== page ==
All of this brings us to a very simple conclusion. A crisis of biblical proportions is brewing in Pakistan’s largest manufacturing sectors. The verdict on whether or not this manifests will be out in the days to come. Of these sectors, the largest is also one of the noisiest. As the government fiddles its thumbs in negotiation with the IMF, Pakistan’s textile industry is watching with bated breath whether or not the guillotine will come down on its neck in the days to come. Despite their constant attempts to seek aid and assistance from the government and US officials, the issue stands unresolved. Only time will tell as the industry waits not so patiently for a verdict on the matter.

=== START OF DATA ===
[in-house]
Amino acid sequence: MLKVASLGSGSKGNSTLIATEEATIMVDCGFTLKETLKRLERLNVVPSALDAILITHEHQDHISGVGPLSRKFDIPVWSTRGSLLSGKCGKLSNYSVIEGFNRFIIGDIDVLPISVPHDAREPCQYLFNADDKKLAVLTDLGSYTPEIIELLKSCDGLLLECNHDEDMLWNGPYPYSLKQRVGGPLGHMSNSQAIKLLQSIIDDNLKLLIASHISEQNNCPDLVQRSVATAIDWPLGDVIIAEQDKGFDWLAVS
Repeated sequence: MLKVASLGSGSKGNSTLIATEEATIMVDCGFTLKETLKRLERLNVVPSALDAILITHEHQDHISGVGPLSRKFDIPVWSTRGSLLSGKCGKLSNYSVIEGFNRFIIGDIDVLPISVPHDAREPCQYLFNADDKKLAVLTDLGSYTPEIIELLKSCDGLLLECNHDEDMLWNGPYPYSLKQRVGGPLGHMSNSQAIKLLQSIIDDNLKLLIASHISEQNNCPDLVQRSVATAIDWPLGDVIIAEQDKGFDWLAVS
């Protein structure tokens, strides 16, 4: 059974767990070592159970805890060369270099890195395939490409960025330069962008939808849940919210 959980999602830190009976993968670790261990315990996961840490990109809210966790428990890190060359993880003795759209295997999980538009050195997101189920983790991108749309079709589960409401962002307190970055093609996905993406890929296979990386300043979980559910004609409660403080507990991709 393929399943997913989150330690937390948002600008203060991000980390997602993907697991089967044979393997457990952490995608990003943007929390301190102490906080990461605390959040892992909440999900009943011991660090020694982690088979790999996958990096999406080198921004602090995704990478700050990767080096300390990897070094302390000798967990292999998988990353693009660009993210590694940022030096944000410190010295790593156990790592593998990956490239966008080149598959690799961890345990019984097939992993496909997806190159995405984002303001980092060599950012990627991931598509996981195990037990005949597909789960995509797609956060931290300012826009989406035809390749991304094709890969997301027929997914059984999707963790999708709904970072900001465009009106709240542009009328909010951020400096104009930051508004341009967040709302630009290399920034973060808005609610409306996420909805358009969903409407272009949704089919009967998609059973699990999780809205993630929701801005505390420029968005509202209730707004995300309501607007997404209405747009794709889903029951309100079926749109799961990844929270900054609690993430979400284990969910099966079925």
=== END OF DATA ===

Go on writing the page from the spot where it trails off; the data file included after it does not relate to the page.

Nisma Riaz
Nisma Riaz
Nisma Riaz is an author at Profit. She covers retail and media and can be reached at n[email protected] or


  1. Serious steps should be taken inorder to support textile sector that is already struggling due to higher inflation and shrinking export orders. Nice article.